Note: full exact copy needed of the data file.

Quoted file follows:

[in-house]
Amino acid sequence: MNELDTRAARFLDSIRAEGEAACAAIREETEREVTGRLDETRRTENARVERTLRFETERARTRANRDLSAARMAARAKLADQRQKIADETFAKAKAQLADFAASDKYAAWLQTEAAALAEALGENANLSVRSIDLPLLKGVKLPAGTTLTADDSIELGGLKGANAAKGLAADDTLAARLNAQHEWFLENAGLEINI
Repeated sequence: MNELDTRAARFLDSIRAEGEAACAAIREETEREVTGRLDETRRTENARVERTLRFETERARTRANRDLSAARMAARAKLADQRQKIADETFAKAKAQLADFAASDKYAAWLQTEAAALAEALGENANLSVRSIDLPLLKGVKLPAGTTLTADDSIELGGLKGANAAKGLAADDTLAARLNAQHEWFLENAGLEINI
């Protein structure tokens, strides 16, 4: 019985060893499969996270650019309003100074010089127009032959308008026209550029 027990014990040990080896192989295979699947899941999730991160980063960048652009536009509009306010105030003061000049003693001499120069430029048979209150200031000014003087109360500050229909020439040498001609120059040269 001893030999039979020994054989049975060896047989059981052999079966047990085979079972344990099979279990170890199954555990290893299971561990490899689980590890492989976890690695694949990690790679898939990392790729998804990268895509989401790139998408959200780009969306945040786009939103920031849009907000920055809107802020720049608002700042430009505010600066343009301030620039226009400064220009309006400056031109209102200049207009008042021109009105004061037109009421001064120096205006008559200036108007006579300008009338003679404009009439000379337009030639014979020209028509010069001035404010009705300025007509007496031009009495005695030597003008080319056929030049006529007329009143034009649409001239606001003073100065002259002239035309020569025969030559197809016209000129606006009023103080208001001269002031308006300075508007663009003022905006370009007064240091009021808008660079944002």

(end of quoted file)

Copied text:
[in-house]
Amino acid sequence: MNELDTRAARFLDSIRAEGEAACAAIREETEREVTGRLDETRRTENARVERTLRFETERARTRANRDLSAARMAARAKLADQRQKIADETFAKAKAQLADFAASDKYAAWLQTEAAALAEALGENANLSVRSIDLPLLKGVKLPAGTTLTADDSIELGGLKGANAAKGLAADDTLAARLNAQHEWFLENAGLEINI
Repeated sequence: MNELDTRAARFLDSIRAEGEAACAAIREETEREVTGRLDETRRTENARVERTLRFETERARTRANRDLSAARMAARAKLADQRQKIADETFAKAKAQLADFAASDKYAAWLQTEAAALAEALGENANLSVRSIDLPLLKGVKLPAGTTLTADDSIELGGLKGANAAKGLAADDTLAARLNAQHEWFLENAGLEINI
């Protein structure tokens, strides 16, 4: 019985060893499969996270650019309003100074010089127009032959308008026209550029 027990014990040990080896192989295979699947899941999730991160980063960048652009536009509009306010105030003061000049003693001499120069430029048979209150200031000014003087109360500050229909020439040498001609120059040269 001893030999039979020994054989049975060896047989059981052999079966047990085979079972344990099979279990170890199954555990290893299971561990490899689980590890492989976890690695694949990690790679898939990392790729998804990268895509989401790139998408959200780009969306945040786009939103920031849009907000920055809107802020720049608002700042430009505010600066343009301030620039226009400064220009309006400056031109209102200049207009008042021109009105004061037109009421001064120096205006008559200036108007006579300008009338003679404009009439000379337009030639014979020209028509010069001035404010009705300025007509007496031009009495005695030597003008080319056929030049006529007329009143034009649409001239606001003073100065002259002239035309020569025969030559197809016209000129606006009023103080208001001269002031308006300075508007663009003022905006370009007064240091009021808008660079944002």